Money mistakenly awarded to EU students in the UK

28 August, 2015


Due to improper checks, millions of pounds have been wrongly awarded to EU students in the UK and are yet to be recovered.


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The Student Loans Company reported that just UK£280,000 (USD$431,566) has now been paid back by individuals, two years after the problem was discovered.

For three years between 2010 and 2013, loans and grants were given to students at alternative providers, which receive no direct state funding. The SLC relied solely on the word of the student that they had lived in the UK for three years, which would then qualify them for maintenance support.

Claims from EU nationals for the tuition fee loans – up to a maximum of UK£6,000 (US$9,375) per year –increased from 7,000 in 2010/11 to 53,000 in 2013/14.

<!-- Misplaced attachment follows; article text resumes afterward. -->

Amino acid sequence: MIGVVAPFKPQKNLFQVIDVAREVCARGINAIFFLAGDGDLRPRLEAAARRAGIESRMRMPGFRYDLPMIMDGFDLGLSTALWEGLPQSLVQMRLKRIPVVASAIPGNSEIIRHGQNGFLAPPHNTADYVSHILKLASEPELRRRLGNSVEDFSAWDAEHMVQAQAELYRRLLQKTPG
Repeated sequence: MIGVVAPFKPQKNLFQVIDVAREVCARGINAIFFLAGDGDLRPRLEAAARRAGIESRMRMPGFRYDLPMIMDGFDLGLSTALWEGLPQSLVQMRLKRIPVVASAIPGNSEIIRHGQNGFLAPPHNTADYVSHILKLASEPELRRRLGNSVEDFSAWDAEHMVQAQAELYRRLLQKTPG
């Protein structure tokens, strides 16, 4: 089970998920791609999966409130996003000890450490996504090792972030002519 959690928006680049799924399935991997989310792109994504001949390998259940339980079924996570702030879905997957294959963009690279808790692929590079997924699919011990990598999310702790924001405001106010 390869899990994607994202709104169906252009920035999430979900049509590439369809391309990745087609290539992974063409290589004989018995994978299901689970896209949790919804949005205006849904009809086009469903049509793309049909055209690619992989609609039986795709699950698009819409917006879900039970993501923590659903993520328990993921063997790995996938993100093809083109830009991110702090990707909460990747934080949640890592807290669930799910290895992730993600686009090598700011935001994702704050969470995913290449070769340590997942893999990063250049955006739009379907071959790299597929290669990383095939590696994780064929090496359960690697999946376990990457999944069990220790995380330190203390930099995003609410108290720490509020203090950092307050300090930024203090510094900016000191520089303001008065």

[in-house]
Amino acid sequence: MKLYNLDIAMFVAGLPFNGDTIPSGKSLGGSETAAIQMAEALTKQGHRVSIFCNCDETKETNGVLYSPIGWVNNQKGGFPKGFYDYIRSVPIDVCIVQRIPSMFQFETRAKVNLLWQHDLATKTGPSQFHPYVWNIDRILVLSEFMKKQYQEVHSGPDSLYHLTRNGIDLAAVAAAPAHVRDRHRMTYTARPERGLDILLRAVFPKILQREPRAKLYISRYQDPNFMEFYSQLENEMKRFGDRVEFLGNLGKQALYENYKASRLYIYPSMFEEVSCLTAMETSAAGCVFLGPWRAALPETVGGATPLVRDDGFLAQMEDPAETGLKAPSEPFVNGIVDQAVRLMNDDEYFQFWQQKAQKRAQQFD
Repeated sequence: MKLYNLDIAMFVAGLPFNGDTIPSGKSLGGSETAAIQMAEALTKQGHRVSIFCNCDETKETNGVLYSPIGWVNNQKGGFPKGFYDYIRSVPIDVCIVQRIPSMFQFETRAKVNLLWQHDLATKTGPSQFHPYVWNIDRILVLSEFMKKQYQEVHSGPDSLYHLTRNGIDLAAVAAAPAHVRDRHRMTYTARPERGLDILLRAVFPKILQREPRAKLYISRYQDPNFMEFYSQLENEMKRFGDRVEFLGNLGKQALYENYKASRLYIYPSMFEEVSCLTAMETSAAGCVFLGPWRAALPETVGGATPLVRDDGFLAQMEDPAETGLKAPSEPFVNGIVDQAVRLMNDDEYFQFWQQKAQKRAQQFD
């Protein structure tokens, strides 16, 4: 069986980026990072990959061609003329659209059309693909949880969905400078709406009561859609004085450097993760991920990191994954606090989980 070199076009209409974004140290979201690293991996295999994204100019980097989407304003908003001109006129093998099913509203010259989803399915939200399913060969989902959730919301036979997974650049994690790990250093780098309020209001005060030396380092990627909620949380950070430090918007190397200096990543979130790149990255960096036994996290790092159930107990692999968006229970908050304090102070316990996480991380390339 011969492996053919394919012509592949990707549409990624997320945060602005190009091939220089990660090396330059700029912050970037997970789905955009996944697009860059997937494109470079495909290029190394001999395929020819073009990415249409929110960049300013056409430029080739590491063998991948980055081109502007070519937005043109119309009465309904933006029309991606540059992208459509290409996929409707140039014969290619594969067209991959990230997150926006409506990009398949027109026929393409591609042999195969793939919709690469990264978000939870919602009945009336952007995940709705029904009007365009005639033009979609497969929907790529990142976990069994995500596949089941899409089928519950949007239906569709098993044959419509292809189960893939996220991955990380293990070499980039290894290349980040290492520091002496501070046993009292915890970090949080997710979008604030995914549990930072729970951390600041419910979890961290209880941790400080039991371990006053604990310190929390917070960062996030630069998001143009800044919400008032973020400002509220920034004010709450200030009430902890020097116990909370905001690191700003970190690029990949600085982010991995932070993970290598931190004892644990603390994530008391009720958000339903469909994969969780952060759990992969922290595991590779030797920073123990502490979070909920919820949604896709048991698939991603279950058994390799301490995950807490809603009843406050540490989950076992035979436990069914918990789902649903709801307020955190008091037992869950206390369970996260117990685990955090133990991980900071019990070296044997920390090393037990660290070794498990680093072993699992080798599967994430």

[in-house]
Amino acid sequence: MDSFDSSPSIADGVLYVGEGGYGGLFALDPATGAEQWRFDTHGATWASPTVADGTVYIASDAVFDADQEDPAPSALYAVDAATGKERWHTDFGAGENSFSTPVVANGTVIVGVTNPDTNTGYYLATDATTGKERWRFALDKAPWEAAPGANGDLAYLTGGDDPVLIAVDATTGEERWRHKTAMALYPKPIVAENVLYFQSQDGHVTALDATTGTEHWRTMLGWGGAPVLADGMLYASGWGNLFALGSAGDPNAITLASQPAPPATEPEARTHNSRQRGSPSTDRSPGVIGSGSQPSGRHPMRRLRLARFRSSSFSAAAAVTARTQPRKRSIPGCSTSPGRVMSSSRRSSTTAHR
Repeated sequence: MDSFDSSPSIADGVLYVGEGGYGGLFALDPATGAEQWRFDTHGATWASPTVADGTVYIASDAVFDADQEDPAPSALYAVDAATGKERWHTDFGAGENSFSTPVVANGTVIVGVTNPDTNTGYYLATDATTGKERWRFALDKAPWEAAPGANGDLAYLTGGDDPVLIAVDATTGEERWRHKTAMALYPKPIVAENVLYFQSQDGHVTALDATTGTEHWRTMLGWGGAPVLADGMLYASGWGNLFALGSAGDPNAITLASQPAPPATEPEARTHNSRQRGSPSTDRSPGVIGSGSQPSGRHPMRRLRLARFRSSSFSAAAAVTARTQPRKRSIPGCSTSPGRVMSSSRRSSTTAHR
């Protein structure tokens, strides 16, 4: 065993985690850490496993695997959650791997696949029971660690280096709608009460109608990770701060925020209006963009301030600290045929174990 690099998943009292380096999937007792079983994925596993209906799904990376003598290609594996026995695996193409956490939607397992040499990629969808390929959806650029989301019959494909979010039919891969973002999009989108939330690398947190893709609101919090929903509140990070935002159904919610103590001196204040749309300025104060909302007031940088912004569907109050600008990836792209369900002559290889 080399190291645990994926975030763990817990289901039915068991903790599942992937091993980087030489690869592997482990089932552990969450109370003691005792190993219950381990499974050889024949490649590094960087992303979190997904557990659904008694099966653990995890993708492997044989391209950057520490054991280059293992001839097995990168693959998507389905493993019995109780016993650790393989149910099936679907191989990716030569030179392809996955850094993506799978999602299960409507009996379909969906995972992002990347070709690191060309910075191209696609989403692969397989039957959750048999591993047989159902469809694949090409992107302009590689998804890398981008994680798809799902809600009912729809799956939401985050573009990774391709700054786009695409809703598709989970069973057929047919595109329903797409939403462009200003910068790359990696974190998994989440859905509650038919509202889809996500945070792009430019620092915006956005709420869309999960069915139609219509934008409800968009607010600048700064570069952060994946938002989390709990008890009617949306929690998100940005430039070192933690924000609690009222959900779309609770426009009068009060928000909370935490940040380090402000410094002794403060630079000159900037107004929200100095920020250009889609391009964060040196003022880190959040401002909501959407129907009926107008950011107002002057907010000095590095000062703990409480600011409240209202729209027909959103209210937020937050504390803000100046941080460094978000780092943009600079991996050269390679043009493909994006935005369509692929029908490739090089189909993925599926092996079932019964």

In 2013, 11,000 applications were reviewed, after it was feared the system was being abused, and it was found that 992 people had been given money before stricter checks were put in place. A total of £5.4 million (USD$8.4 million) was wrongly paid, of which £1.8m (USD$2.8 million) has since been found to be claimed legitimately, with the number of ineligible students falling to 766.

A SLC spokesman said, "SLC has put special recovery arrangements in place to actively recoup repayment from individuals ineligible for student finance. Collecting repayments is one of SLC's key business priorities and we are focused on collecting every pound of taxpayer money that is owed."


Eleanor Healy
Editorial Assistant

 

 

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